Does gratitude eliminate all the daily challenges that are associated with living with a disability or caring for someone with a disability? Absolutely not. It will however reduce stress, allow you to shift your focus, and even turn a challenging day into a success. There is a silver lining to every cloud, a rainbow at the end of every shower, and a light at the end of the tunnel. These aren’t just sayings. They can be a part of your daily routine if you practice gratitude enough. What do I mean by “enough?” Well at the very least, at the start and end of each day…and necessary moments in between.

Healthy people with disabilities express gratitude for being healthy, people with progressive chronic illnesses express gratitude for not have gotten sicker than they have, and people with recurring or fluctuating chronic illness express gratitude for coming out of a relapse.

The expression of gratitude can have a positive influence in your life and in the lives of others with whom you interact.  Optimism can help you navigate difficult situations and improve advocacy outcomes.

Gratitude unlocks the fullness of life.  It turns what we have into enough, and more.  It turns denial into acceptance, chaos to order, confusion to clarity.  It can turn a meal into a feast, a house into a home, a stranger into a friend.  Gratitude makes sense of our past, brings peace for today, and creates a vision for tomorrow.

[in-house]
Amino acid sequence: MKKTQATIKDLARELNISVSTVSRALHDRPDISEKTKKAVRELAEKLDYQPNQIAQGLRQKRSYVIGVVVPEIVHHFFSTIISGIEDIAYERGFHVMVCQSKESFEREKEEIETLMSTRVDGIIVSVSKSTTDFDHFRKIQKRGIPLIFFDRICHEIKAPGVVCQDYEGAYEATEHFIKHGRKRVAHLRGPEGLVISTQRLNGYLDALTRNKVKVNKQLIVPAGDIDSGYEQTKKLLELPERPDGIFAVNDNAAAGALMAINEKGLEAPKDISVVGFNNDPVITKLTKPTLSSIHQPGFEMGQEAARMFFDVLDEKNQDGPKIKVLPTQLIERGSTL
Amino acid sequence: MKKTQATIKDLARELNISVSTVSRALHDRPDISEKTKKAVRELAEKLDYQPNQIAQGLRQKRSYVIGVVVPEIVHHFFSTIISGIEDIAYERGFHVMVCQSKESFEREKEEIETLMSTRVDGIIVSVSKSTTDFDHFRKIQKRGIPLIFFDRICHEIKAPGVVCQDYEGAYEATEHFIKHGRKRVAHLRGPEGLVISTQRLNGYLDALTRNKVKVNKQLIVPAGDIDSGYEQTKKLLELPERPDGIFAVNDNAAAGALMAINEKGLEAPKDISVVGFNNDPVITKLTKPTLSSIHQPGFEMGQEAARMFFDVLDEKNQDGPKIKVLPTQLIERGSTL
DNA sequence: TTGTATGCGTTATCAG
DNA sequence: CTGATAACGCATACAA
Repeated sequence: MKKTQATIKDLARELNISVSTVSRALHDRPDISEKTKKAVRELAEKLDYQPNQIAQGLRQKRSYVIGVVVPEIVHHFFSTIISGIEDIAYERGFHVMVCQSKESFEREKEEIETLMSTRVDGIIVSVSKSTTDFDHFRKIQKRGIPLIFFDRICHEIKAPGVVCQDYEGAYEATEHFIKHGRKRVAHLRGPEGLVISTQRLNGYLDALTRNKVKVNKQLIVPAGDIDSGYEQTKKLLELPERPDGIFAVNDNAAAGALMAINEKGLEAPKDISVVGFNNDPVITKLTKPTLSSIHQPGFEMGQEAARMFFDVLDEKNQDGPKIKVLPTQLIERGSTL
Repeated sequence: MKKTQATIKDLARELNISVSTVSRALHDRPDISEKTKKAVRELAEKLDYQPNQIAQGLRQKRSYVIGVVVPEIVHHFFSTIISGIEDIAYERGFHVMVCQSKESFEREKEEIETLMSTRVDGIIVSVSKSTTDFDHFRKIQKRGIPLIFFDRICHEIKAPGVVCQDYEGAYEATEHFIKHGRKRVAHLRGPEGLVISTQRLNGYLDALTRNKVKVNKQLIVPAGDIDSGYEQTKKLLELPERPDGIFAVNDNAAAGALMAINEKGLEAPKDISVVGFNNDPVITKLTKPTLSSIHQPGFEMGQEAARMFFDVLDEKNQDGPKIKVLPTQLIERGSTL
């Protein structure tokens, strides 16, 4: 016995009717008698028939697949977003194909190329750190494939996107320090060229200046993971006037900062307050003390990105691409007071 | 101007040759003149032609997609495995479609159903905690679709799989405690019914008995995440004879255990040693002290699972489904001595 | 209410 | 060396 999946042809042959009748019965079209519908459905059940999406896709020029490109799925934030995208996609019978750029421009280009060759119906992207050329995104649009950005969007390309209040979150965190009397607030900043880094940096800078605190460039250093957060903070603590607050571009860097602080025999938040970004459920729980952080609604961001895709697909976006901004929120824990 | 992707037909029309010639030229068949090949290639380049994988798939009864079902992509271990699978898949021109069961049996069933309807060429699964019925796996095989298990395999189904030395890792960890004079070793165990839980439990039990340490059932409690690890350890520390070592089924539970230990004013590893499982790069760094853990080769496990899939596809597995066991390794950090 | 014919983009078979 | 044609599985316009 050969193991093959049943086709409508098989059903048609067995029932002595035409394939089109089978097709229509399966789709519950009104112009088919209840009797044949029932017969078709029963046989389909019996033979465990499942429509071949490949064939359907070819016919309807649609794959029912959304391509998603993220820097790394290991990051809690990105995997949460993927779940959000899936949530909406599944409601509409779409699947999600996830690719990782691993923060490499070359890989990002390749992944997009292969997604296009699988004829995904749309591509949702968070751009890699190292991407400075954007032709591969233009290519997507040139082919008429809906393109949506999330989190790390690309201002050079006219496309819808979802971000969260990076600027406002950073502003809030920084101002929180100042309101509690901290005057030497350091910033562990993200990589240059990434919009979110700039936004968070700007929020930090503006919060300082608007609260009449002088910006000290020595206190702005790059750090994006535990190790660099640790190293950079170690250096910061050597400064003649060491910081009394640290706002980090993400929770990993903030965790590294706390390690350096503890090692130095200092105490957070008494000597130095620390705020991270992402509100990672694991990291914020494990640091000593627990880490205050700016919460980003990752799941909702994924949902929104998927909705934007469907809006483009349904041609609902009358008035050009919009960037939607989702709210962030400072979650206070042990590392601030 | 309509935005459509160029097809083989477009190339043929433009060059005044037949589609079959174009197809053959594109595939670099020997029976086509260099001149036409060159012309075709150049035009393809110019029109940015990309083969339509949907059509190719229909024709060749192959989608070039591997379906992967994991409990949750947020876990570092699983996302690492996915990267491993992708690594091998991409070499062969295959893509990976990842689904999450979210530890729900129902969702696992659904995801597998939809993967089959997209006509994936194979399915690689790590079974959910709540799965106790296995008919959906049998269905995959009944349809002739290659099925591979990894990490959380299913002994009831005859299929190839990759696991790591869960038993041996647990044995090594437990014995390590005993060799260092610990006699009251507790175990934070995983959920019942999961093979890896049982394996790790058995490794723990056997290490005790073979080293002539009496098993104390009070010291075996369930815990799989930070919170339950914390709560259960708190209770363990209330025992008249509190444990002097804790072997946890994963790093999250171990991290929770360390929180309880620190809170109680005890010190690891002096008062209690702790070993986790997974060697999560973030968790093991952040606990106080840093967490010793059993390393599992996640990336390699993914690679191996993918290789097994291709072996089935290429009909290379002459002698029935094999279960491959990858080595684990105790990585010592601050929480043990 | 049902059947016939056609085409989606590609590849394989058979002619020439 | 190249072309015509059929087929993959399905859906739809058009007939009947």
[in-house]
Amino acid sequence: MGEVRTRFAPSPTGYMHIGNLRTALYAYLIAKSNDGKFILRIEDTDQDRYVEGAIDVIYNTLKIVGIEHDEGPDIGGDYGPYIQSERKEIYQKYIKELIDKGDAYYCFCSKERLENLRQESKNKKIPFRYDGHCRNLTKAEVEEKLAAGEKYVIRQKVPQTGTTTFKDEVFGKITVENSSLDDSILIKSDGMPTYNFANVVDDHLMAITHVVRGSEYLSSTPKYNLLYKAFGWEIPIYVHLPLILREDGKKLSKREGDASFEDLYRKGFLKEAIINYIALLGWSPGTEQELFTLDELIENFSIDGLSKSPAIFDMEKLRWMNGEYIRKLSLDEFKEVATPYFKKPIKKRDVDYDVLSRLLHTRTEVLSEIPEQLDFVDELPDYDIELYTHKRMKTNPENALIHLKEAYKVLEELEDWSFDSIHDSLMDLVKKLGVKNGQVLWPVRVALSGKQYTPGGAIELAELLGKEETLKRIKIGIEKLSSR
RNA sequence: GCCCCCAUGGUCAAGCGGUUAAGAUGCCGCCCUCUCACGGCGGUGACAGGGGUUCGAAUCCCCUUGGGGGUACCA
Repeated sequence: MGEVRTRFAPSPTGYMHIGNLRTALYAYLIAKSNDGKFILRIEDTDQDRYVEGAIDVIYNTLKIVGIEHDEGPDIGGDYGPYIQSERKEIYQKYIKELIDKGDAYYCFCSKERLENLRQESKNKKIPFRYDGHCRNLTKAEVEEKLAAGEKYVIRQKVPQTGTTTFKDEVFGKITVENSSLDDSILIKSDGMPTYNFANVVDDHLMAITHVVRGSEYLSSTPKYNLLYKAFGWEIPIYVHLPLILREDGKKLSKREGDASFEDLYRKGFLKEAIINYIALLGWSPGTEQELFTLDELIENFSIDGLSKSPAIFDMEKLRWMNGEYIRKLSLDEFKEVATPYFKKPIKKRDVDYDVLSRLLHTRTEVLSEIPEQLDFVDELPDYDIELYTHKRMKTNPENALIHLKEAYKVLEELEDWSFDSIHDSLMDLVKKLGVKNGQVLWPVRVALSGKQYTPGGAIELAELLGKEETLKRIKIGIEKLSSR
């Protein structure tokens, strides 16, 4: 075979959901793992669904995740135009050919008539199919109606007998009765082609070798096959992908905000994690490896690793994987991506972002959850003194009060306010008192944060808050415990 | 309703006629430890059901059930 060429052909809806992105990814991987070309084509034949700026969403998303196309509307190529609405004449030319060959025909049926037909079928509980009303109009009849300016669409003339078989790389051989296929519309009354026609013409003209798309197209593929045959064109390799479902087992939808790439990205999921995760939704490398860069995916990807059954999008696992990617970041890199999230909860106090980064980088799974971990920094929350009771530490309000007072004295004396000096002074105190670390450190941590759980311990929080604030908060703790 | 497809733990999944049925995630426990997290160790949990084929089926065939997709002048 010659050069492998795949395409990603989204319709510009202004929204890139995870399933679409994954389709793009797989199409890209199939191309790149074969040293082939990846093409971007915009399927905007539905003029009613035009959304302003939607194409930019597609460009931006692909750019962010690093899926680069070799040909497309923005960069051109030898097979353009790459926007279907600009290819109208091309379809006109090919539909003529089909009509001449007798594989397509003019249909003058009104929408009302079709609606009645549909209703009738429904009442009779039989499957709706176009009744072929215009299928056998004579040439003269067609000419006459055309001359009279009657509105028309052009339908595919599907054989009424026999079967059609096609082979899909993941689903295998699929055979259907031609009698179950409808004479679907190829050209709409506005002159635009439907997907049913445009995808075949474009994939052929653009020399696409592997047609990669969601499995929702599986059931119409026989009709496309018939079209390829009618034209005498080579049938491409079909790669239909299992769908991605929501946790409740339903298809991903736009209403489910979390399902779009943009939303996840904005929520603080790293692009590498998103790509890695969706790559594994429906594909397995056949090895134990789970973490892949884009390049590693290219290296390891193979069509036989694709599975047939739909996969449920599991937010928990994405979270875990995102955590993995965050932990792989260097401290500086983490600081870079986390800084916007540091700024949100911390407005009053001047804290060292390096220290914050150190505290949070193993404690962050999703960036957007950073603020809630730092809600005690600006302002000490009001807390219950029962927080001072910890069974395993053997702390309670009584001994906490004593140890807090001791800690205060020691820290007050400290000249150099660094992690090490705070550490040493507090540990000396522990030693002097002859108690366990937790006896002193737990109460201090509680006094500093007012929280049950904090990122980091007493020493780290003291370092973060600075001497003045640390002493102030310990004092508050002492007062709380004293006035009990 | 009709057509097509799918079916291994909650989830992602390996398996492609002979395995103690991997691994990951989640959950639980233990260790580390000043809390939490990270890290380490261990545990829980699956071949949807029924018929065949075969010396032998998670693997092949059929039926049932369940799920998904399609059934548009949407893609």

This week I am grateful for?


The Disability Studies Reader. Ed. Lennard J. Davis (

Easy Stand blog (

Ability Coach (

Bender Consulting Services (

David Morrison, Endless Options for All Disabilities (

By Shane Burac, Author, Columnist and Blogger

The mindset that causes a stranger to automatically assume that any female in my presence is a nurse, or family, is one that ignores the reality that people with disabilities can and do have “normal” romantic relationships. I place normal in quotations because I’m not sure if there is such a thing when it comes to love

Shane and his girlfriend






I was recently out on a dinner date with my lovely girlfriend, Anna, when a stranger approached to have a friendly conversation. He said he was a huge fan of my column about life and disability. He turned to my girlfriend and asked, “Are you his sister?”

Now, there is nothing inherently wrong with his question, but if I saw two young people out having a nice meal together, I would probably assume that they were dating. This, however, does not seem to be the assumption people make when you throw a wheelchair into the picture.

On various other occasions my girlfriend has been asked if she was my nurse. Once, a person blankly asked if she was “the one who takes care of him.” We’ve gotten used to this bizarre, recurring question, and often find ways to poke fun at their ignorance.

“He’s my dad,” Anna will answer with deadpan perfection.

“I just pay her to be my friend,” I will say.

The mindset that causes a stranger to automatically assume that any female in my presence is a nurse, or family, is one that ignores the reality that people with disabilities can and do have “normal” romantic relationships. I place normal in quotations because I’m not sure if there is such a thing when it comes to love.